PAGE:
The Great Acceleration


Author: J. R. McNeill,Peter Engelke
Publisher: Harvard University Press
ISBN: 0674545036
Category: History
Page: 275
View: 7015
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The pace of energy use, greenhouse gas emissions, and population growth has thrust the planet into a new age—the Anthropocene. Humans have altered the planet’s biogeochemical systems without consciously managing them. The Great Acceleration explains the causes, consequences, and uncertainties of this massive uncontrolled experiment.

The Great Acceleration


Author: J. R. McNeill
Publisher: Harvard University Press
ISBN: 0674970748
Category: History
Page: 288
View: 5474
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The pace of energy use, greenhouse gas emissions, and population growth has thrust the planet into a new age—the Anthropocene. Humans have altered the planet’s biogeochemical systems without consciously managing them. The Great Acceleration explains the causes, consequences, and uncertainties of this massive uncontrolled experiment.

What is Environmental History?


Author: J. Donald Hughes
Publisher: John Wiley & Sons
ISBN: 0745688462
Category: Political Science
Page: 200
View: 2824
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What is environmental history? It is a kind of history that seeks understanding of human beings as they have lived, worked, and thought in relationship to the rest of nature through the changes brought by time. In this new edition of his seminal student textbook, J. Donald Hughes provides a masterful overview of the thinkers, topics, and perspectives that have come to constitute the exciting discipline that is environmental history. He does so on a global scale, drawing together disparate trends from a rich variety of countries into a unified whole, illuminating trends and key themes in the process. Those already familiar with the discipline will find themselves invited to think about the subject in a new way. This new edition has been updated to reflect recent developments, trends, and new work in environmental history, as well as a brand new note on its possible future. Students and scholars new to environmental history will find the book both an indispensable guide and a rich source of inspiration for future work.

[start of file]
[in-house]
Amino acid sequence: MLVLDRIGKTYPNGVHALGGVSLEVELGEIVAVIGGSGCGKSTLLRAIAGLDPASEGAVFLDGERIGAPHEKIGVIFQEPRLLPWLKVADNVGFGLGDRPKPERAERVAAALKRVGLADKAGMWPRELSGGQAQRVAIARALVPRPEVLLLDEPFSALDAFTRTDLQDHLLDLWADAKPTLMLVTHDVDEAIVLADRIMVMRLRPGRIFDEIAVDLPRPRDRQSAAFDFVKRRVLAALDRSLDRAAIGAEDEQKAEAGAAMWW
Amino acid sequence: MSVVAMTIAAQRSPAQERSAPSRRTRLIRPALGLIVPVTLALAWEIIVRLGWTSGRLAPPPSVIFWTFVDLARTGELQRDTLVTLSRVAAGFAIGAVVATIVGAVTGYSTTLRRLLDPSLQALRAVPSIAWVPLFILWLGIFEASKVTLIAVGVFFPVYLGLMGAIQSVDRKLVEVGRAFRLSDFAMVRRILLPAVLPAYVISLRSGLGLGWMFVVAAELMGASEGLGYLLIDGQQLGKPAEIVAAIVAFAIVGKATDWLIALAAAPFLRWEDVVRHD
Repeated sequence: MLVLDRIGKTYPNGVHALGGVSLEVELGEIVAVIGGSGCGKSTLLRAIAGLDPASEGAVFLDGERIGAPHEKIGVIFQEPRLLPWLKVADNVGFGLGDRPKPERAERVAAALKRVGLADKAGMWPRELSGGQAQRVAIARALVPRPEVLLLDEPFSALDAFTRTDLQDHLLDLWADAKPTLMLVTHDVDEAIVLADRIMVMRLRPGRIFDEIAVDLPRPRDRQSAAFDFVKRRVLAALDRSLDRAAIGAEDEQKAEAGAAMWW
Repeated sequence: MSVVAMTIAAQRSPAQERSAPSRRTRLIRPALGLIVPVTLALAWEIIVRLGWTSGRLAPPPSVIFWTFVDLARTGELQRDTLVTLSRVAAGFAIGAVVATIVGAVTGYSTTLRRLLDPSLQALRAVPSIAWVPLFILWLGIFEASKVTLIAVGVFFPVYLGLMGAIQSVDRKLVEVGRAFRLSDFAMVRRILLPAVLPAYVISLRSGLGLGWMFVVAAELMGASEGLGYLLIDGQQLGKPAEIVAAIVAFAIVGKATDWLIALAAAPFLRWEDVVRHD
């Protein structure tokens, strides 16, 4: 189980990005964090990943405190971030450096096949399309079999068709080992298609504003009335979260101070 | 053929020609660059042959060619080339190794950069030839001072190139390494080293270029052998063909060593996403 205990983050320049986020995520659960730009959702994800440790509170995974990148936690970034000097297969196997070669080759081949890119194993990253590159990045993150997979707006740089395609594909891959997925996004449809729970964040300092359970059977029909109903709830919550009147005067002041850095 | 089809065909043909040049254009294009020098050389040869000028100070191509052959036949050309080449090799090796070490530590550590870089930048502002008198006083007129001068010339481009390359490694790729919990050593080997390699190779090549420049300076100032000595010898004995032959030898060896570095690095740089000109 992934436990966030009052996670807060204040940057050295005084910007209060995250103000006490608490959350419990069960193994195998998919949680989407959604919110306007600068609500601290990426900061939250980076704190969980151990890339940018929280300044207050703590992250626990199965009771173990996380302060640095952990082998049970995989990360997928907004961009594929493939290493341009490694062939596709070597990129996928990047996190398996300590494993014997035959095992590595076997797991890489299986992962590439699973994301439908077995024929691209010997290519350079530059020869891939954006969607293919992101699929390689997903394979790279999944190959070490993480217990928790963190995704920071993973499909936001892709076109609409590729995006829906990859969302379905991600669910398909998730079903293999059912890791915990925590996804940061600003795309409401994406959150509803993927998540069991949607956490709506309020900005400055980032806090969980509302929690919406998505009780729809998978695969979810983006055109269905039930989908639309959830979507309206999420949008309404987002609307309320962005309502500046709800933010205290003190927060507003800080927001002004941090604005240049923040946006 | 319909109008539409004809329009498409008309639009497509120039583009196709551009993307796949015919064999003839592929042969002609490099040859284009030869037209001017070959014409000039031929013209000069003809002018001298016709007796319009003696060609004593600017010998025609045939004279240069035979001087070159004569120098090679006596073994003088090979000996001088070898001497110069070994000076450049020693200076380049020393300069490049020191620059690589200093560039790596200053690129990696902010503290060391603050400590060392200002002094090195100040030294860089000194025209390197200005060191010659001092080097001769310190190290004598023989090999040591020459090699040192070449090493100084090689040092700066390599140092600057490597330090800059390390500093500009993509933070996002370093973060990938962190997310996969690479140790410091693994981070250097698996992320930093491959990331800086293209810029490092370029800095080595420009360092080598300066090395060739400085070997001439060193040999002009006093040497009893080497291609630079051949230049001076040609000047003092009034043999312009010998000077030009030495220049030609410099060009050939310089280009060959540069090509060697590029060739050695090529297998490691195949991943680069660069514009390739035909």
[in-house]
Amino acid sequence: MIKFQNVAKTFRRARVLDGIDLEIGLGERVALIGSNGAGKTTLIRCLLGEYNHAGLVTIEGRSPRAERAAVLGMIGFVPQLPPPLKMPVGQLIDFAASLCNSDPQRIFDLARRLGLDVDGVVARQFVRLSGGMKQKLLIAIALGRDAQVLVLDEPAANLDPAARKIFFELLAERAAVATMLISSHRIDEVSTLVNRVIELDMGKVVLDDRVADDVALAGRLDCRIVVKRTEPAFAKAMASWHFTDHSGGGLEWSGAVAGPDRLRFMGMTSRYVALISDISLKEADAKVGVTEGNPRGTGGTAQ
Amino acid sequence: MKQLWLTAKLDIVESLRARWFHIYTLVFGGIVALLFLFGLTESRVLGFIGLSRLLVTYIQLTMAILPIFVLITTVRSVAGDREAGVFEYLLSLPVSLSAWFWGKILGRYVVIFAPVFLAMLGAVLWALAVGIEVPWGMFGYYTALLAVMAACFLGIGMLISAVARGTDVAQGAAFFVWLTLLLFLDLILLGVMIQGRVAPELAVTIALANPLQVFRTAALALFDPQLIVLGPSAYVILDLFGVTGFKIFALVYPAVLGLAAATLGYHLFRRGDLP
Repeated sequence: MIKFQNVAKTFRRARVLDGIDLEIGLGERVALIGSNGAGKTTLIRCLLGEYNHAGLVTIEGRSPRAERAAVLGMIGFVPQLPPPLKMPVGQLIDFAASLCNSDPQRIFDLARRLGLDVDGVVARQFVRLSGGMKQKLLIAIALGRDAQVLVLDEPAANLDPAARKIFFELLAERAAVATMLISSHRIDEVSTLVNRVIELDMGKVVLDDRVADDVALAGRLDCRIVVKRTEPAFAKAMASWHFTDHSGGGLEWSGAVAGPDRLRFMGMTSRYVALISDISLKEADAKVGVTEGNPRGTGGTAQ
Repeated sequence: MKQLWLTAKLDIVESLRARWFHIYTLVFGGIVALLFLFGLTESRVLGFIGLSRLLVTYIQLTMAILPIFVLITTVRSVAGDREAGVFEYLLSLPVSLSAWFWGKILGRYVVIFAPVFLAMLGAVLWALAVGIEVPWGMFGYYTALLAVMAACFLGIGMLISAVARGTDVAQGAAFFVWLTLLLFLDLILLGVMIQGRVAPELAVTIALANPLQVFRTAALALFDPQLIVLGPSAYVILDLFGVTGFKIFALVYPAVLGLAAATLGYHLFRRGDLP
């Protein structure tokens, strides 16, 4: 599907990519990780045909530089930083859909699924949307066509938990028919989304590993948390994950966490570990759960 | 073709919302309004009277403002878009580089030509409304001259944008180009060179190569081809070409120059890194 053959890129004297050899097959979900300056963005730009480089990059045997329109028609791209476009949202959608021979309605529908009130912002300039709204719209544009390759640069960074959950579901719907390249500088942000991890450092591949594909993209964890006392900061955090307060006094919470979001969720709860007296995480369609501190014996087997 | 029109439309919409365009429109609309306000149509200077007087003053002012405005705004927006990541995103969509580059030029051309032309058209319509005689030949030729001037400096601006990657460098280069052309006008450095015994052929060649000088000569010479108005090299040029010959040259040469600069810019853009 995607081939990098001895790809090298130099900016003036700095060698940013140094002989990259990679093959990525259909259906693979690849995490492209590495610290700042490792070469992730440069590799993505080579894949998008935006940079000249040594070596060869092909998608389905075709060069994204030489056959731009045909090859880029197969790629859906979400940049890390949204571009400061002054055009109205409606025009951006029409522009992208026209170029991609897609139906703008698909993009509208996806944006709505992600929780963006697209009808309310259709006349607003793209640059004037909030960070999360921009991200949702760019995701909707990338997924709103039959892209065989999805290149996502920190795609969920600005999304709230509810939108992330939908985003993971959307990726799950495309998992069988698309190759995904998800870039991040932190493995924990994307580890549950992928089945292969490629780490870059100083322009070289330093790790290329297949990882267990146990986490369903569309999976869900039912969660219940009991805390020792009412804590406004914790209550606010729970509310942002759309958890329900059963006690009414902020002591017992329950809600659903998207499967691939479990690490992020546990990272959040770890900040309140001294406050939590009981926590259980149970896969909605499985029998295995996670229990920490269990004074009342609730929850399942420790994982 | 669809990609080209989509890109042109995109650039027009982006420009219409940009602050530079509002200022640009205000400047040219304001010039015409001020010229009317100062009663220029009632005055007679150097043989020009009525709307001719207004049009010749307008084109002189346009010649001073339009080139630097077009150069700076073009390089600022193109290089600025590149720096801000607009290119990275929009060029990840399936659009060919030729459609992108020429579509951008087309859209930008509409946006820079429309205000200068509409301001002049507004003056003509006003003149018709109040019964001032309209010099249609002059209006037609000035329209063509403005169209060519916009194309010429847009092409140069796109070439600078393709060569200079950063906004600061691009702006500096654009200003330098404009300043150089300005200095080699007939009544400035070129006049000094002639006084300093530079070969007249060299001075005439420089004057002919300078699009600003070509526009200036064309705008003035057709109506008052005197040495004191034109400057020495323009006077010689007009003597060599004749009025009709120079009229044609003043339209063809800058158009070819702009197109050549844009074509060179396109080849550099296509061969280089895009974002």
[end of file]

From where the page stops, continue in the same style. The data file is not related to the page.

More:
The Anthropocene and the Global Environmental Crisis

Rethinking modernity in a new epoch
Author: Clive Hamilton,François Gemenne,Christophe Bonneuil
Publisher: Routledge
ISBN: 1317589084
Category: Business & Economics
Page: 200
View: 2844
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The Anthropocene, in which humankind has become a geological force, is a major scientific proposal; but it also means that the conceptions of the natural and social worlds on which sociology, political science, history, law, economics and philosophy rest are called into question. The Anthropocene and the Global Environmental Crisis captures some of the radical new thinking prompted by the arrival of the Anthropocene and opens up the social sciences and humanities to the profound meaning of the new geological epoch, the ‘Age of Humans’. Drawing on the expertise of world-recognised scholars and thought-provoking intellectuals, the book explores the challenges and difficult questions posed by the convergence of geological and human history to the foundational ideas of modern social science. If in the Anthropocene humans have become a force of nature, changing the functioning of the Earth system as volcanism and glacial cycles do, then it means the end of the idea of nature as no more than the inert backdrop to the drama of human affairs. It means the end of the ‘social-only’ understanding of human history and agency. These pillars of modernity are now destabilised. The scale and pace of the shifts occurring on Earth are beyond human experience and expose the anachronisms of ‘Holocene thinking’. The book explores what kinds of narratives are emerging around the scientific idea of the new geological epoch, and what it means for the ‘politics of unsustainability’.

The Birth of the Anthropocene


Author: Jeremy Davies
Publisher: Univ of California Press
ISBN: 0520964330
Category: History
Page: 248